“Often those we work with are the first in their families to go to university and get high paid jobs – which has an impact on everyone. We want that effect to be systemic in those families.”

from HR to CEO at BelEve

For Marsha, who runs the charity as CEO, BelEve is about generating those opportunities as well as helping those it works with see themselves in roles at large firms and organisations.

She said: “I worked in HR for a long time and diversity and inclusion has long been a thing.

“But for some organisations it was a quota – a top-down, rather than bottom-up approach to that commitment.  

“I do think the George Floyd situation and the emergence of Black Lives Matter was a big shift in that space.

“I think a lot of white execs were suddenly thinking they had a lot of responsibility – that they couldn’t say they were supporting diversity when they weren’t actually doing much about it.

“Has it changed the way that organisations recruit? I think younger people are very committed to it.

“For example, I’ve been to so many panels where people openly say they are autistic or have ADHD.

“People would never have talked about that in a workplace before, but now it’s accepted and we’re working in a diverse space where we can employ anyone and can get the best from them.

“Ultimately it’s always about the bottom line and difference always brings profit.

“At BelEve, everything we do is centred around love because, when you have a sense of belonging, then anything is possible.

“We deliver workshops in primary and secondary schools. We also deliver mentoring and what is important to us is that girls get an opportunity to experience true role models.

“If you want to work in the city, then you need to meet the women who work there.

“I have got a good network and a lot of that has come from my time working in Canary Wharf.

“It’s about creating opportunities and experiences for girls to see how they can create career prospects, which can ultimately improve their life chances.

“That is all very big, but it is doable with the right support, the right network, the right opportunities and experiences. I use myself as a blueprint.”

transformative possibilities

“We are selling hope, possibility and transformation,” added Marsha.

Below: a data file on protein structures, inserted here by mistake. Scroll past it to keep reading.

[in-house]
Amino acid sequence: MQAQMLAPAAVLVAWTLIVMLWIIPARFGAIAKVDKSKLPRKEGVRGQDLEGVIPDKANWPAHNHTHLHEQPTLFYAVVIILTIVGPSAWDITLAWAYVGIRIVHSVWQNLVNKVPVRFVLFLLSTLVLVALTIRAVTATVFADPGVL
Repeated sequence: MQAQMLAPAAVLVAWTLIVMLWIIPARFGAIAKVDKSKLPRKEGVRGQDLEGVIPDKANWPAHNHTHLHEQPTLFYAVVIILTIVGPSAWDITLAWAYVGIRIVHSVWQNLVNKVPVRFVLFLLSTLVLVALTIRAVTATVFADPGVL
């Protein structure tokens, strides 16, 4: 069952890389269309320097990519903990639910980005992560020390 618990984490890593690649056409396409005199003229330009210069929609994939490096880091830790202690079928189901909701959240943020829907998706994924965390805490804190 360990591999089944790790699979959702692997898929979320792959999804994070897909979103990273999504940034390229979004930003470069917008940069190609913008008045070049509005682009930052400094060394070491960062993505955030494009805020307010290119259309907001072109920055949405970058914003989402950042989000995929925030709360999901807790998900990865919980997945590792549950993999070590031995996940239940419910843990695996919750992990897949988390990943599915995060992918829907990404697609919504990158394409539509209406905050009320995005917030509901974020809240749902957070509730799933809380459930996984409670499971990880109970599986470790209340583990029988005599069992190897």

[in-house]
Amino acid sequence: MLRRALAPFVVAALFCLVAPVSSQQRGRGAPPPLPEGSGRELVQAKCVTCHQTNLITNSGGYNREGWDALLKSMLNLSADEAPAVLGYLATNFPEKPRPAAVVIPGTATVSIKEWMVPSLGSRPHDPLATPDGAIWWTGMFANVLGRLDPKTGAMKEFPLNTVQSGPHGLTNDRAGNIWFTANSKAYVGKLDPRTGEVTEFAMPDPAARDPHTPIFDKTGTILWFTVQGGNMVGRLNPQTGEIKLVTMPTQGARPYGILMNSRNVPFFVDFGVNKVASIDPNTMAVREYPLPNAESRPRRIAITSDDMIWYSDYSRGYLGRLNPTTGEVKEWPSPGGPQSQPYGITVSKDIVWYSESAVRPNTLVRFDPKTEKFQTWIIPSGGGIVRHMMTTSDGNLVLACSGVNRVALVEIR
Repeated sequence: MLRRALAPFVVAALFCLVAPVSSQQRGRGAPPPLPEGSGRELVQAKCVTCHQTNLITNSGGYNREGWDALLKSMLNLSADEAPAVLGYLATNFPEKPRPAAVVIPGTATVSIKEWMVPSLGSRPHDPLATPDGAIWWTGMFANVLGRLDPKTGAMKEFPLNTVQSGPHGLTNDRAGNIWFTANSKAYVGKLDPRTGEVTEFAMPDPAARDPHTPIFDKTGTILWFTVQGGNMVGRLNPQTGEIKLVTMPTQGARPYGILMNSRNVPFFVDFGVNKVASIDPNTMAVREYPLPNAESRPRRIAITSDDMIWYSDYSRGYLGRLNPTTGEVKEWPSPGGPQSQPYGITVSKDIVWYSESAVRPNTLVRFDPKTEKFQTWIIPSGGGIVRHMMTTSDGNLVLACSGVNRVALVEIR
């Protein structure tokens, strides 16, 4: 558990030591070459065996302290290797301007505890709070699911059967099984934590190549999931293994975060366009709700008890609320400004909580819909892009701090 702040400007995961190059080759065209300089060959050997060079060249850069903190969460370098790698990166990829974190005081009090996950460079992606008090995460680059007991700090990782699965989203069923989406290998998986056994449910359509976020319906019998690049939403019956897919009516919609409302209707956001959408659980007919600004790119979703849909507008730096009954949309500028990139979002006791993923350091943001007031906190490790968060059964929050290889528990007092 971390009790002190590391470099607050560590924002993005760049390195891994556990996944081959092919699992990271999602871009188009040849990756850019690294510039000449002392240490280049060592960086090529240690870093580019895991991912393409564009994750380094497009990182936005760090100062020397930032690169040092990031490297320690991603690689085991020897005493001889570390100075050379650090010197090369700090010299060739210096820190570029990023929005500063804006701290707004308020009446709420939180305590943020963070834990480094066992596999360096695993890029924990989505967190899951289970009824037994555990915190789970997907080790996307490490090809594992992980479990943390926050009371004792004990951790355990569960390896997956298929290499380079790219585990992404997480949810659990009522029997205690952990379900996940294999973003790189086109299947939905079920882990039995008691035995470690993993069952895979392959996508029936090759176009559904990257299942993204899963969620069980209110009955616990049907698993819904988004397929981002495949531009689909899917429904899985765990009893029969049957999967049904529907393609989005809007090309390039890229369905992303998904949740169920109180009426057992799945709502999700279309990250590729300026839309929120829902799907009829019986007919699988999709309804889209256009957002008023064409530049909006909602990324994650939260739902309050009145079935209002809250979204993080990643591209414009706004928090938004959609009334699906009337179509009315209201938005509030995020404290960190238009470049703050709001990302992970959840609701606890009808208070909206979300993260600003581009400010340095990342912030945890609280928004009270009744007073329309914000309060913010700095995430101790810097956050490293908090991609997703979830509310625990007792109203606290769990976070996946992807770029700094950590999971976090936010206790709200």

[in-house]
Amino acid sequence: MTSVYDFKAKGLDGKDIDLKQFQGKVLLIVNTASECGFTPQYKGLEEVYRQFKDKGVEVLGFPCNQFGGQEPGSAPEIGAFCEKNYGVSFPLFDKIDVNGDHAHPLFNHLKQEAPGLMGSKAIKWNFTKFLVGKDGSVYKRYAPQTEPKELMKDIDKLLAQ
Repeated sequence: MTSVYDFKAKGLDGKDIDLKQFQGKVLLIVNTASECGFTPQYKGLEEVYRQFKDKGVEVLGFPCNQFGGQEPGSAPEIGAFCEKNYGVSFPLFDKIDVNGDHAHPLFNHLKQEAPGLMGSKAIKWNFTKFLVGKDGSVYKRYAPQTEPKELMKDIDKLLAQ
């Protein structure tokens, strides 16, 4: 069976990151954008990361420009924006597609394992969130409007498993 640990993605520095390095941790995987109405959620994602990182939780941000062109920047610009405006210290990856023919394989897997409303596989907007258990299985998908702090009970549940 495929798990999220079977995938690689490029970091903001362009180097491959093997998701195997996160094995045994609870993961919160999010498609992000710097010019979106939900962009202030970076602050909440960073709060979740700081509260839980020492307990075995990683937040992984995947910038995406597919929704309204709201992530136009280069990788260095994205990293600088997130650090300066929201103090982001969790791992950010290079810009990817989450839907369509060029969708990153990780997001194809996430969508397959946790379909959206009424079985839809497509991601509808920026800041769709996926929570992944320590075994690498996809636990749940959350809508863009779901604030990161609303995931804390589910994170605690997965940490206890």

“We’re always looking for women who are prepared to give time and share their experiences.

“Luckily for us we have a good array of people who want to give back to the next generation.

“The most beautiful thing is when you see a young girl who is displaying low confidence coming to a workshop and blossoming like a flower or a butterfly.

“That change is so rewarding.

“I’m not even thinking about the business side, I’m thinking about the lives that we’ve touched – the girls whose prospects have altered dramatically through our intervention.

“We had an event in March and one of the girls stood up and spoke on stage.

“She said that she’d joined BelEve at 14, was very shy and not even thinking about university.

“Now, at 19, she’s going to Cambridge, and that’s because she had a mentor through our organisation.

“She’d had so much opportunity because people around her made her believe she could do it.”

seeing the results

Chyloe added: “One of our success stories is partnering with the Civil Service who contacted us because they’d seen women from black and ethnic minorities weren’t getting through their assessment centres. 

“We built a programme and have seen six girls find roles that way and that’s when I think we’ve done a good job.”

As a charity, BelEve is always looking for fresh support and partnerships to expand and grow its activities. 

“The support we get from our donors and partners is very much appreciated,” added Chyloe.

“We have a campaign at the moment where we want to support at least 50 girls aged eight-15 on a summer programme and offer it for free.

“It’s called the Summer Of Love and we ran it last year. It was a huge success, with workshops, activities and trips for three weeks.

“A lot of those on last year’s programme are now a part of our community so it’s something we want to do again.

“We’re asking people to donate £25 and £250 gets each girl three weeks of non-stop summer activities.”

key details: BelEve

You can find out more about BelEve’s programmes and workshops here including ways to donate or get involved as a company.

Read more: East Bank director Tamsin Ace on collaboration in Stratford

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- Jon Massey is co-founder and editorial director of Wharf Life and writes about a wide range of subjects in Canary Wharf, Docklands and east London - contact via